Some authorities feel it is not necessary to perform DIF on patients with OLP, although most agree that histopathologic evaluation is desirable. Their rationale is if DIF is found to be necessary it can be accomplished with another biopsy. This is certainly a valid concept, especially since DIF is often relatively expensive, but, in our opinion, DIF is important in DG to assist in ruling out other diseases. Although the DIF findings are non-specific, they are supportive of diagnosis of OLP if there is a linear deposition of fibrin or fibrinogen along the basement membrane zone and possibly immunoglobulin cytoid bodies in the underlying connective tissue.39,54,75

Figure 12. Severe oral lichen planus.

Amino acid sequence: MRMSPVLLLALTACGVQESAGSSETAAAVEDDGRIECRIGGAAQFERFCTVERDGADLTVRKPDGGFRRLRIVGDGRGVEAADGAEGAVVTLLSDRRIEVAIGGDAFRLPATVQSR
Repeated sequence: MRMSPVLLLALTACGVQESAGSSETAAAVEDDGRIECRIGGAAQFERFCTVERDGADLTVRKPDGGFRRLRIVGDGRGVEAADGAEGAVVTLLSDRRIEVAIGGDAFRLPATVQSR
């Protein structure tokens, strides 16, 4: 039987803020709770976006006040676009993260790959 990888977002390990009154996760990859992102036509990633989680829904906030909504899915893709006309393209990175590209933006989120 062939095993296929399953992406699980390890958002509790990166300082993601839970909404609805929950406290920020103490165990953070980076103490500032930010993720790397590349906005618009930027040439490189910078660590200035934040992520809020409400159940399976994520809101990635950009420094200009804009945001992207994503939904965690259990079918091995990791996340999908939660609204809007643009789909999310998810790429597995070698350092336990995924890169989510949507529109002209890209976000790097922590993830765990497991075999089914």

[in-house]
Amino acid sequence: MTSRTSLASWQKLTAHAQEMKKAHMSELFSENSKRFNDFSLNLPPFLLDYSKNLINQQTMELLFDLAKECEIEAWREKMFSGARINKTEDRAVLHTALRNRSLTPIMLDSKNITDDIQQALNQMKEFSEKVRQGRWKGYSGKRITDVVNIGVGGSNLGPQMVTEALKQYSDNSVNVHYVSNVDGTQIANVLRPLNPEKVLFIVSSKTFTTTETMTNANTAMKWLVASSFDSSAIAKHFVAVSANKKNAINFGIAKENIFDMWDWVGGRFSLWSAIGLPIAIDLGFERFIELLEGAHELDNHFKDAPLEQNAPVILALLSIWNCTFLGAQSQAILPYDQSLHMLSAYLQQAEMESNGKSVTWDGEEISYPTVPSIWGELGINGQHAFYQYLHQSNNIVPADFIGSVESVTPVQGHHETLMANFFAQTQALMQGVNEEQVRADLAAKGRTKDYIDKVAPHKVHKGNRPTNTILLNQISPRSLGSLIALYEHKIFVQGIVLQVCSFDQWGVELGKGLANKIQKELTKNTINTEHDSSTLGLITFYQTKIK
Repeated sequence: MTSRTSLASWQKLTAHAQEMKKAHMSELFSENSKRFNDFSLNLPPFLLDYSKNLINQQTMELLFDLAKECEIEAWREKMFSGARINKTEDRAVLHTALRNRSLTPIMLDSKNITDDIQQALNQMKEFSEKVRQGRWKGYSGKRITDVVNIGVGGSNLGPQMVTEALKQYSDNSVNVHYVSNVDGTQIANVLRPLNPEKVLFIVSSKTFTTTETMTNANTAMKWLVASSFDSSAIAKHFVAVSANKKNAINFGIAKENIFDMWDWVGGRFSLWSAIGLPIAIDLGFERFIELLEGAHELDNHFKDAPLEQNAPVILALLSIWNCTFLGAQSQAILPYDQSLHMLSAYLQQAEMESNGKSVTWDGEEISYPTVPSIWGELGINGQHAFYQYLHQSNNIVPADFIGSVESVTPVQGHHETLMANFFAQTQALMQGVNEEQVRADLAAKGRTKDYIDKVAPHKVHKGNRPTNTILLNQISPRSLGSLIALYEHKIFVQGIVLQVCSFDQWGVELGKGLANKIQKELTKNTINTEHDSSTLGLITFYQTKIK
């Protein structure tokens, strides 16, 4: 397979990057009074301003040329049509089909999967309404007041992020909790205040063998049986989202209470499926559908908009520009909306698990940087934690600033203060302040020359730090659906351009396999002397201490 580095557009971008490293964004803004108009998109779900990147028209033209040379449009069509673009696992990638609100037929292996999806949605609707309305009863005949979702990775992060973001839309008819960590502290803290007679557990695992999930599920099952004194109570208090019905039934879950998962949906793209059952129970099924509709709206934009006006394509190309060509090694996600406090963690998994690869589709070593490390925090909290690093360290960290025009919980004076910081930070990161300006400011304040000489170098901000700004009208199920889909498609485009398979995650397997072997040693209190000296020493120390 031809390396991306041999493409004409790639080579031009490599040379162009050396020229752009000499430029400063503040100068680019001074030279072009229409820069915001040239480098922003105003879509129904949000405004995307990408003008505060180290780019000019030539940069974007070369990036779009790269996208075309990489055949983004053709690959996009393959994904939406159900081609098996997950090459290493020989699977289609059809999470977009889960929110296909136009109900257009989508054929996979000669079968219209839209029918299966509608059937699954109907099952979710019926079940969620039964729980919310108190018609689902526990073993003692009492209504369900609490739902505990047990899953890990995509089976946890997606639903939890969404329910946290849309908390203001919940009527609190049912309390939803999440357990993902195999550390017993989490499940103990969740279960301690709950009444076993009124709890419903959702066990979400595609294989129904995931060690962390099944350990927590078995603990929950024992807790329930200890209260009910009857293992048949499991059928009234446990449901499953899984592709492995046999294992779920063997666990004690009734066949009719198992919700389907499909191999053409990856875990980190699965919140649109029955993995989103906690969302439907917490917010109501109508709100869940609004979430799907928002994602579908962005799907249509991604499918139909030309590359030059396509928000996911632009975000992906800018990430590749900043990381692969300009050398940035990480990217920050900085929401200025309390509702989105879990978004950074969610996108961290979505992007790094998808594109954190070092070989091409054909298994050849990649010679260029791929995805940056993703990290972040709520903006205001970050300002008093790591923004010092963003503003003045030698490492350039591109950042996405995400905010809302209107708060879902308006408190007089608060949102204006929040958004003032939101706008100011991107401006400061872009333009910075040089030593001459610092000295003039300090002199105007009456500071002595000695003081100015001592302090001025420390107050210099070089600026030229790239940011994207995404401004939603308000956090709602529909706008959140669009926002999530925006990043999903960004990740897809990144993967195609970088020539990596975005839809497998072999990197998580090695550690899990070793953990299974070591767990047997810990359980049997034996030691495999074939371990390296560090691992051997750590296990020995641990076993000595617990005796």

ce481-fig12a-severe-olp-desquamtive-ging
ce481-fig12b-severe-olp-desquamtive-ging
ce481-fig12c-severe-olp-desquamtive-ging
DG with histologic confirmation and DIF support showing a linear pattern of fibrinogen at the basement membrane zone.
Figure 13. Corticosteroid omnivac carrier tray.
ce481-fig13a-omnivac-carrier-tray
ce481-fig13b-omnivac-carrier-tray
Figure 14. Effective carrier tray treatment.
ce481-fig14a-effective-carrier-tray-treatment
ce481-fig14b-effective-carrier-tray-treatment
ce481-fig14b-effective-carrier-tray-treatment
DG with histologic confirmation and DIF support showing a linear pattern of fibrinogen at the basement membrane zone.
Figure 15. The “key” for oral lichen planus - early diagnosis and treatment.
ce481-fig15a-oral-lichen-planus
ce481-fig15b-oral-lichen-planus